The use of IPPB treatments to treat asthma declined following the publication of the Sugarloaf Conference in 1974. The use of aerosolized medications delivered via hand held nebulizers (also know as small volume nebulizers) increased rapidly.

Medi-Mist Compressor

Medi-Mist Compressor

As the use of IPPB declined following the Sugarloaf Conference, the use of small volume nebs increased. Portable, electrically powered compressors such as the one pictured were used to power the nebulizer.

1980s

1985 Mothers of Asthmatics (Now AAN)

1985 Mothers of Asthmatics (Now AAN)

In 1985, the Mothers of Asthmatics was established. It has now evolved into the Allergy & Asthma Network and continues to provide advocacy, education, outreach, and research programs.

Image from AAN website (www.allergyasthmanetwork.org)

1987 Montreal Protocol

1987 Montreal Protocol

The Montreal Protocol banned the use of chlorofluorocarbon (CFC) propellants as used in metered-dose inhalers. It was determined that CFCs were a threat to the ozone layer and thus impacted global warming. New propellants and alternative delivery devices such as dry-powdered inhalers make their way into the marketplace.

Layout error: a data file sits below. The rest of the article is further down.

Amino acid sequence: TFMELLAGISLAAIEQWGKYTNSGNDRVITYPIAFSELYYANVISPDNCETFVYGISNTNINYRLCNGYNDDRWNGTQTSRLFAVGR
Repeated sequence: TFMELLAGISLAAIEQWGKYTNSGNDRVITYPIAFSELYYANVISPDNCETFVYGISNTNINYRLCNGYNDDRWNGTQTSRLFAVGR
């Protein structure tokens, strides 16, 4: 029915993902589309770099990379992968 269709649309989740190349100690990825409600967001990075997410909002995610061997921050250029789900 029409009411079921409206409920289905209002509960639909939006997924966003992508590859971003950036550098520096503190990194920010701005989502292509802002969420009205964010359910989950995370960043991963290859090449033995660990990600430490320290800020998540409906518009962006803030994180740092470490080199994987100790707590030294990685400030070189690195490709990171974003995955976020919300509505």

Image from the Environmental Protection Agency

MDI Canister Float Test

MDI Canister Float Test

Immersing an MDI's canister in water was once the standard method of determining the amount of medication in the canister. This practice was abandoned once CFC propellants were no longer used and dosage counters became available.

1989 NAEPP Initiated

1989 NAEPP Initiated

The National Asthma Education and Prevention Program (NAEPP) was initiated in March 1989 to address the problem of asthma in the United States. The program is administered by the National Heart, Lung, Blood Institute to educate the patients, public, and health care professionals about asthma and its proper management

Image from NAEPP website (www.nhlbi.nih.gov/health-pro/resources/lung/naci/asthma-info/naepp.htm)

1990s

CFC-free Propellants

CFC-free Propellants

In this example from 1996, the dust cap for the actuator indicates the unit is CFC-free. The label on the canister indicates HFA is utilized as the propellant.

Image from Trudy Watson

PocketPeak Peak Flow Meter

PocketPeak Peak Flow Meter

The PocketPeak flowmeter is one of many styles of compact peak flow meters available for easy assessment of peak flow.

Image from Trudy Watson

1991 Asthma Guidelines

1991 Asthma Guidelines

The first Expert Panel Report "Guidelines for the Diagnosis and Management of Asthma" was published in 1991.

Image from Gayle Carr

Rescue vs. Controller Meds

Rescue vs. Controller Meds

For decades, the emphasis had been on the administration of bronchodilating agents. In the 1990s, the emphasis shifted to the use of anti-inflammatory agency to control persistent asthma in conjunction with long acting bronchodilators to control asthma symptoms (aka controllers). When acute symptoms flared, the administration of short acting bronchodilators was recommended (aka rescue meds).